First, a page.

Healthcare dev fined $155 MEEELLION for lying about compliance

eCW body-slammed by Uncle Sam

Crop of doctor with pen and clipboard

A health records software company will have to pay $155m to the US government to settle accusations it was lying about the data protection its products offered.

The Department of Justice said that eClinicalWorks (eCW), a Massachusetts-based software company specializing in electronic health records (EHR) management, lied to government regulators when applying to be certified for use by the US Department of Health and Human Services (HHS).

According to the DoJ, eCW and its executives lied to the HHS about the data protections its products use. At one point, it is alleged that the company configured the software specially to beat testing tools and trick the HHS into believing the products were far more robust and secure than they actually were.

One cheatware trick involved hard-coding the software to produce drug codes from memory (rather than query a database and return the result), to create the illusion that the software was able to access large databases.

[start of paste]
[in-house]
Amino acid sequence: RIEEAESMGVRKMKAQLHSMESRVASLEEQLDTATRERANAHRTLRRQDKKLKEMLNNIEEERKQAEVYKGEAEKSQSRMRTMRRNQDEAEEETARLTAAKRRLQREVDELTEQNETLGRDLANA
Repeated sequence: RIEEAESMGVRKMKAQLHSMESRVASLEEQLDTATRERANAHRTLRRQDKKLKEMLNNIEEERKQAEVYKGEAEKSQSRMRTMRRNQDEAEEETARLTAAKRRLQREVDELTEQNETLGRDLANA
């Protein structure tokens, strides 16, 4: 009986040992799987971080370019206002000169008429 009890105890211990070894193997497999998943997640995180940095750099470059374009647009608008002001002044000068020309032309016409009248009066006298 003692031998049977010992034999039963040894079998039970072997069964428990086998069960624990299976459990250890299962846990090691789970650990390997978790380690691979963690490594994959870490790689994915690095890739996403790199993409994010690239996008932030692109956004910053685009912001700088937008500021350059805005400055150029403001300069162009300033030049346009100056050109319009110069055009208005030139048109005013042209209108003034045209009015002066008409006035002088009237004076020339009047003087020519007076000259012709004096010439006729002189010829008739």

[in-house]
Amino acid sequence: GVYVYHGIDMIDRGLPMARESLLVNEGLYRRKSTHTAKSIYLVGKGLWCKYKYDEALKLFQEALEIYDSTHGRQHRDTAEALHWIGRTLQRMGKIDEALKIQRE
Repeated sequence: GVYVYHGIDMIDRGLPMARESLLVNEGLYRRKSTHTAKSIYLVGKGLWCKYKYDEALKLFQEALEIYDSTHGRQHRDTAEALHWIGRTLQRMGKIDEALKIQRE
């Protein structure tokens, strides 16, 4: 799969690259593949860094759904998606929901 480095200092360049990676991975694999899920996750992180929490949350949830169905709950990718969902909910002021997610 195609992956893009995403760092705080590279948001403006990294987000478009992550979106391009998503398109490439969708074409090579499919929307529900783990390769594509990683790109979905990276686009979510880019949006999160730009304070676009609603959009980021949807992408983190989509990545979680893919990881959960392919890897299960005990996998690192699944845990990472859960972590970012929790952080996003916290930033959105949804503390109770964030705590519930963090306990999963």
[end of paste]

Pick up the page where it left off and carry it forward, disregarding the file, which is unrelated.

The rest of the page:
In other cases, eCW was found to be lying about the software's ability to transfer records between doctors and audit transfers. As a result, the DoJ says eCW's software had been filing false claims with the federal government.

Additionally, the DoJ charged that eCW staff had been giving kickback payments to customers who helped to promote the software.

"Electronic health records have the potential to improve the care provided to Medicare and Medicaid beneficiaries, but only if the information is accurate and accessible," said Phillip Coyne, special agent in charge, Office of Inspector General.

"Those who engage in fraud that undermines the goals of EHR or puts patients at risk can expect a thorough investigation and strong remedial measures, such as those in the novel and innovative Corporate Integrity Agreement in this case."

Under the terms of the settlement, eCW as a company and three executives (its CEO, COO and chief medical officer) will have to pay the $155m, while one of the company's developers will have pay $50,000 and two product managers will be required to cough up $15,000 each.

In addition to the $155m fine, eCW will agree to the corporate integrity agreement [PDF], which calls on the company to hire a compliance officer charged with keeping the company certified and compliant with government data protection requirements for EHR software. ®

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